In the days that were, in the Time Before Net, Owl was known as the wisest of animals. Resting above all in his secluded oak tree, Owl spent his days silently contemplating the meaning of meaning. And he was respected for it; over all the world, Owl was sought for his learning to provide answers to the most important of life’s questions. From lowliest Hen to mightiest King Lion, all animals regarded Owl’s learning as the final arbiter of truth. His knowledge made him judge, jury, and executioner. Owl took great pride in these responsibilities, for he was certain that he, above all other beasts, bore the burden of knowledge theThe O RLY Owl, pre-internet strongest. Only Owl had the patience and the wisdom to weigh the evidence, analyze the data, and come to the conclusions that could truly be considered just. And thus did Owl stand proudly by his personal credo, “It is so”, knowing full well that His was the truest judgment in all the animal kingdom.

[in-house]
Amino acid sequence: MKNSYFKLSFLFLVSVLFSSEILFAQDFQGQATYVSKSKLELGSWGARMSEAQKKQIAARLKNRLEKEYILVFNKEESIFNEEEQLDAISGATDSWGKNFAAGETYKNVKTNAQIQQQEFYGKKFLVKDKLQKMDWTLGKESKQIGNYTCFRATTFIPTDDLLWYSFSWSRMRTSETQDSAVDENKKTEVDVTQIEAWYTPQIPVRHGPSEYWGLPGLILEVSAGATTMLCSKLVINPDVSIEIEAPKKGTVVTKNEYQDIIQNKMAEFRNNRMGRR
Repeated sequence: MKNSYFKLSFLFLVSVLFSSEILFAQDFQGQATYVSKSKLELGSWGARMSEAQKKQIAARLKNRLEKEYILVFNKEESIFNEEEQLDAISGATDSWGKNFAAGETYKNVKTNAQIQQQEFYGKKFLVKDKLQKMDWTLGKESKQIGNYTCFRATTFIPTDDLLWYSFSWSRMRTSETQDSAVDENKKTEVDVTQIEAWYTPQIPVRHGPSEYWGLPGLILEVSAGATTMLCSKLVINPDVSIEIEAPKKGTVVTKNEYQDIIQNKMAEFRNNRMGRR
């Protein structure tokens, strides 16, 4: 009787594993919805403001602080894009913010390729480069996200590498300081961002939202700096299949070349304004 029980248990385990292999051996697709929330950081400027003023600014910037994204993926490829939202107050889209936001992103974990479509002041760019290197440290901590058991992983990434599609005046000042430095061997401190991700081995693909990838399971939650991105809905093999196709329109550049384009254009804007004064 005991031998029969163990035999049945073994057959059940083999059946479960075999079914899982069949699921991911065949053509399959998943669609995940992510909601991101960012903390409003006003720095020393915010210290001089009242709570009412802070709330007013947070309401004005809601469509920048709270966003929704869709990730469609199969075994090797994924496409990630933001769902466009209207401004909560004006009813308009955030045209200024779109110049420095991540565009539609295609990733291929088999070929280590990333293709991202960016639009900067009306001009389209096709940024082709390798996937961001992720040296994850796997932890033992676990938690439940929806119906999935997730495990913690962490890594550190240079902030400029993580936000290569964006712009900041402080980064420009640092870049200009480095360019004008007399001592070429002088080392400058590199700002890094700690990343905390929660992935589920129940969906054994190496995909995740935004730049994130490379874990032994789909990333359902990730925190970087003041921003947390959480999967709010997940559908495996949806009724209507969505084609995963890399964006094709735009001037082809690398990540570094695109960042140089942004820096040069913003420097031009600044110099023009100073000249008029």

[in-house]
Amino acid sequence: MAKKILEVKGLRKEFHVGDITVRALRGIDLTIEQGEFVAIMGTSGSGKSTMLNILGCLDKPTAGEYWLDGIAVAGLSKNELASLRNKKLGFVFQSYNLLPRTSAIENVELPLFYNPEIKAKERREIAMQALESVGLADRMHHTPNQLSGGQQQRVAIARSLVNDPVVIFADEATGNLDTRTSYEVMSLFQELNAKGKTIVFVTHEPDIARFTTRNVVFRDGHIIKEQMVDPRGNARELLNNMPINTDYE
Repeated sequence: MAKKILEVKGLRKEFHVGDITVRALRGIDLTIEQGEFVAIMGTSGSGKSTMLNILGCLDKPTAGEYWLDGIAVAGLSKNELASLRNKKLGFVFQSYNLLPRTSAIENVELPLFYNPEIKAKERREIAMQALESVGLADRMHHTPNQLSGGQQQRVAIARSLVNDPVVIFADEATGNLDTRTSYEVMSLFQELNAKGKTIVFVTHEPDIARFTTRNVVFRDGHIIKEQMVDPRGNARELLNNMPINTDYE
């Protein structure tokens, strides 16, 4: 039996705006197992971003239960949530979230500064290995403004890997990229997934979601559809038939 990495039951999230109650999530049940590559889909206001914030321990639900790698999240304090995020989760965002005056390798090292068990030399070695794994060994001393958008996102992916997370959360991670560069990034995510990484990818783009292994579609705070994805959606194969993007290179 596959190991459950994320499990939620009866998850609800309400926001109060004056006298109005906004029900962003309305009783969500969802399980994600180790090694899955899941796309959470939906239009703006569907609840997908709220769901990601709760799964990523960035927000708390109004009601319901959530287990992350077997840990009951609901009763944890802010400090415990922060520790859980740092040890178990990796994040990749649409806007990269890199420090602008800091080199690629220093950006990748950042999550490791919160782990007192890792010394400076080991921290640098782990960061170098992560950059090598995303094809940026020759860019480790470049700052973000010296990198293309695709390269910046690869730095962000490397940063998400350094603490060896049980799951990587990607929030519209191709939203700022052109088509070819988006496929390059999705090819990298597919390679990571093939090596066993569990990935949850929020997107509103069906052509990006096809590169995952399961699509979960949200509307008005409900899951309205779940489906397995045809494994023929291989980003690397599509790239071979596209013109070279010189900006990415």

This all changed, however, come the dawn of the Internet. For Owl had long held his “wisdom monopoly” based on the fact that it was only he who took the time to look things over, only He who would weigh all the evidence in order to come to just conclusions. But Owl’s time in that respect was drawing to a close. For along with the dawning of the Internet, disparate animal groups formed to debate matters within their own isolated communities; they no longer needed the authority of Owl to tell them what was so. Now, the dogs, cats, bears, and mongeese would come to their own conclusions without the intervention of a wise authority like Owl. Instead of presenting Owl with a matter for arbitration, the animals would now merely present Him with the results of their independent decisions as a fait accompli.